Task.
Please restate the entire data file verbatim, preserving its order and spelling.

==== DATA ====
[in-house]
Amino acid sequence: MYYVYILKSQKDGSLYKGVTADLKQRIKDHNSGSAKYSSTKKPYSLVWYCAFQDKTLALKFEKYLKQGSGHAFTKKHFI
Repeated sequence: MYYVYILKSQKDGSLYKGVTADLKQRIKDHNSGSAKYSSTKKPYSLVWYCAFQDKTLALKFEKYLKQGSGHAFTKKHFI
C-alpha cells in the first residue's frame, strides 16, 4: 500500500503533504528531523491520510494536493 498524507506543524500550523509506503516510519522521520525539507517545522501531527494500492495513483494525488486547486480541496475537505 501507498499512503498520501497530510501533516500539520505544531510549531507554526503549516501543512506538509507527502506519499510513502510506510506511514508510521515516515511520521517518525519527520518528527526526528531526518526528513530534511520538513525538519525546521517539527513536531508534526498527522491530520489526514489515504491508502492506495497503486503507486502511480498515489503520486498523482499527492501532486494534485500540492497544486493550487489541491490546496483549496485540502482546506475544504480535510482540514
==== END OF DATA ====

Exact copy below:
[in-house]
Amino acid sequence: MYYVYILKSQKDGSLYKGVTADLKQRIKDHNSGSAKYSSTKKPYSLVWYCAFQDKTLALKFEKYLKQGSGHAFTKKHFI
Repeated sequence: MYYVYILKSQKDGSLYKGVTADLKQRIKDHNSGSAKYSSTKKPYSLVWYCAFQDKTLALKFEKYLKQGSGHAFTKKHFI
C-alpha cells in the first residue's frame, strides 16, 4: 500500500503533504528531523491520510494536493 498524507506543524500550523509506503516510519522521520525539507517545522501531527494500492495513483494525488486547486480541496475537505 501507498499512503498520501497530510501533516500539520505544531510549531507554526503549516501543512506538509507527502506519499510513502510506510506511514508510521515516515511520521517518525519527520518528527526526528531526518526528513530534511520538513525538519525546521517539527513536531508534526498527522491530520489526514489515504491508502492506495497503486503507486502511480498515489503520486498523482499527492501532486494534485500540492497544486493550487489541491490546496483549496485540502482546506475544504480535510482540514